RICHMOND — Sometimes you wake up thinking you're in the middle of the theater of the absurd, that too many people are doing things that destroy hope and feed pessimism.
It is if the Earth suddenly proved to be flat after all, and dozens of things tipped over the edge. The optimist dismisses this idea, which dissipates after hot coffee and an egg.
But absurdity is out there. How better to classify the statement of U.S. Attorney General Bill Barr, who last week said, "Putting a national lockdown, stay at home orders, is like house arrest. Other than slavery, which was a different kind of restraint, this is the greatest intrusion on civil liberties in American history."
Slavery: In 1850, three million slaves worked up to 20 hours a day on farms and plantations in this country. Another 400,000 worked in urban areas.
They were not paid a dime, they could be sold at any time as if they were heifers or chickens, they lived in poorly built cabins, they were branded, whipped, mutilated and killed if their rich owner saw fit. Yep, they certainly were under a "different kind of restraint."
Stay-at-home orders: In 2020, thousands of Americans have spent weeks mostly at home and have worn masks on the street, in the workplace, even at home if they share a house with elderly grandparents.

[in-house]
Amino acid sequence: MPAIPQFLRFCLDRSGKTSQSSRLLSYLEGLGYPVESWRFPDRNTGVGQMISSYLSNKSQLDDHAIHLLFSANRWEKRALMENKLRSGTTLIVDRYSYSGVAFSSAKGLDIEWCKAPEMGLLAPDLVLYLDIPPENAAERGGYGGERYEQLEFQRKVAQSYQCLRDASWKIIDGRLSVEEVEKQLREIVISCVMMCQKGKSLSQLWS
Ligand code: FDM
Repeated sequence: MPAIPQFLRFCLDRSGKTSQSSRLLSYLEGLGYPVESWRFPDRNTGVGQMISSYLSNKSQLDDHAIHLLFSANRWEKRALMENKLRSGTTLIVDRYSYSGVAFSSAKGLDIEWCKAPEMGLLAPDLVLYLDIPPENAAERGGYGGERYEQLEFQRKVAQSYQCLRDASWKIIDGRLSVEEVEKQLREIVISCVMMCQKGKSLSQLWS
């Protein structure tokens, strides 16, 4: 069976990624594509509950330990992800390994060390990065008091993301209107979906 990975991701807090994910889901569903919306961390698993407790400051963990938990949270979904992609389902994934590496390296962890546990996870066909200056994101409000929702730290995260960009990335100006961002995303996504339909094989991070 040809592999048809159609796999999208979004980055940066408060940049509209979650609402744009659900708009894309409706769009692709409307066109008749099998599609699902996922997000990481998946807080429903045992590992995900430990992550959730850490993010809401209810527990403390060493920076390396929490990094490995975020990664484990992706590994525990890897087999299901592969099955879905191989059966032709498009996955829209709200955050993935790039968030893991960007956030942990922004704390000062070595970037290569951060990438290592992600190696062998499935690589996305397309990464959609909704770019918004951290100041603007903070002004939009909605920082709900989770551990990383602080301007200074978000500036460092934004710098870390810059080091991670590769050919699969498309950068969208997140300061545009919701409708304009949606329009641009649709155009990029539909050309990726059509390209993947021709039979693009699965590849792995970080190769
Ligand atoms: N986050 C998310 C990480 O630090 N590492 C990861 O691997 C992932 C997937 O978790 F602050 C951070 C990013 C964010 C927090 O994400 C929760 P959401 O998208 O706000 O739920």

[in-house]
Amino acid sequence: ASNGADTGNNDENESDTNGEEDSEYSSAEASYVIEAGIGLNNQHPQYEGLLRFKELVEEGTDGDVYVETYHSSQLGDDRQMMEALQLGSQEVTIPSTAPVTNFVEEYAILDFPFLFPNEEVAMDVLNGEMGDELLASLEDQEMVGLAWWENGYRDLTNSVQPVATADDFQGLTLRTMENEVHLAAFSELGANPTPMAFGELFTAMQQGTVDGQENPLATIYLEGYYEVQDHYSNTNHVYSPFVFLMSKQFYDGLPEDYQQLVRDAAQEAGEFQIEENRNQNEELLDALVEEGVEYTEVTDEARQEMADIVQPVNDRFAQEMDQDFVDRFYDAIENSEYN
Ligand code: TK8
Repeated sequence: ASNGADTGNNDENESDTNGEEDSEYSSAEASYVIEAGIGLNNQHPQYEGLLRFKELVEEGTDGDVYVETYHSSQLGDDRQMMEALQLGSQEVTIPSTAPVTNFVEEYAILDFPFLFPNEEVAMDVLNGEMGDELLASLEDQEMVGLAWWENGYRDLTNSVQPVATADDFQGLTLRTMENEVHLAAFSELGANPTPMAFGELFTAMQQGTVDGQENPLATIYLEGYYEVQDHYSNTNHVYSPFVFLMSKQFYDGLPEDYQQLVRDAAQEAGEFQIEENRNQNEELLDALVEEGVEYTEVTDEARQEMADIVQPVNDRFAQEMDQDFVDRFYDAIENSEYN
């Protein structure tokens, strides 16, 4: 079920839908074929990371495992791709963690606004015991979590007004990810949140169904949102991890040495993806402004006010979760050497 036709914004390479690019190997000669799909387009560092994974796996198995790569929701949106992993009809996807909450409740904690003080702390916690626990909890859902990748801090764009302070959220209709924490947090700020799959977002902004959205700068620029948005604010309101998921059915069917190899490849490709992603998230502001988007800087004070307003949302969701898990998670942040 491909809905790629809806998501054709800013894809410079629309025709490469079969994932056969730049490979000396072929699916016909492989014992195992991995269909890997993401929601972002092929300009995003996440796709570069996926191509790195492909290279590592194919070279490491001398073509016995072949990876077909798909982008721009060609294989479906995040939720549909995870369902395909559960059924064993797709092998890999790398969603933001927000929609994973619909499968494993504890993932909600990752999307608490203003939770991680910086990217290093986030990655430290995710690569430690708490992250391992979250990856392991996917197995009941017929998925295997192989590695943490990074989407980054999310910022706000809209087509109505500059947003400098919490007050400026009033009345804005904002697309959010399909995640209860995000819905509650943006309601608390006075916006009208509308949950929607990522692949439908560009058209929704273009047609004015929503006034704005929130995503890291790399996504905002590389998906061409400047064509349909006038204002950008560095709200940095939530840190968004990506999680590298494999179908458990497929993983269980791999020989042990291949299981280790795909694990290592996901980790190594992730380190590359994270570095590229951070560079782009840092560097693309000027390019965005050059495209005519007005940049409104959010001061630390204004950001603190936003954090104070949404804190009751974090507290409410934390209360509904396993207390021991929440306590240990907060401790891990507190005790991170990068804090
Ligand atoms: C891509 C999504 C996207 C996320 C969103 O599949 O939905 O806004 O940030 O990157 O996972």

Admittedly, masks aren't fun, but they help protect the wearer and people they meet from a deadly virus. So we do it, or lots of us do it.
It's a safe bet that most slaves, shoulder to shoulder, contributing their bodies and health to tobacco and cotton harvests, would happily abandon that fate and, instead, practice social distancing and put on a mask. Was the attorney general so anxious to get applause from his ultra-conservative college audience that he went off the deep end?
We have a bundle of ways in which our civil liberties have been stomped on in the several centuries since the first African-Americans arrived in Virginia. Americans have been deprived of their right to vote, women fight for equal pay, court systems do not treat everyone equally. African-Americans were once refused seats at lunch counters and water fountains, made to sit in the back of the bus.
Japanese Americans were locked up during World War II. Gays have been deprived of a grocery list of rights, including visiting a partner in intensive care if they weren't married. The list goes on — add your own favorites.
So what about this great threat to American freedom and civil rights from the nation's leading law enforcement guy? Former Vice President Joe Biden honed in on the issue at his town hall last Thursday, as he faced a scene not unlike a drive-in movie of the 1950s, with the audience arriving in cars and lining up at safe distances from each other.
What takes away your freedom, he said, is "not being able to see your kid, not being able to go the football game or baseball game, not seeing your mom or dad sick in the hospital, not being able to do things — that's what is costing us our freedom."
It's public health, not civil rights. It's whether you are or are not your brother's or sister's keeper. It's about whether you want to be directly responsible for someone's death.
It's what we have done and are doing despite the lack of leadership from the White House or the Department of Justice. It is not slavery.
Ruth Bass is a former Sunday editor of The Eagle. Her website is www.ruthbass.com. The opinions expressed by columnists do not necessarily reflect the views of The Berkshire Eagle.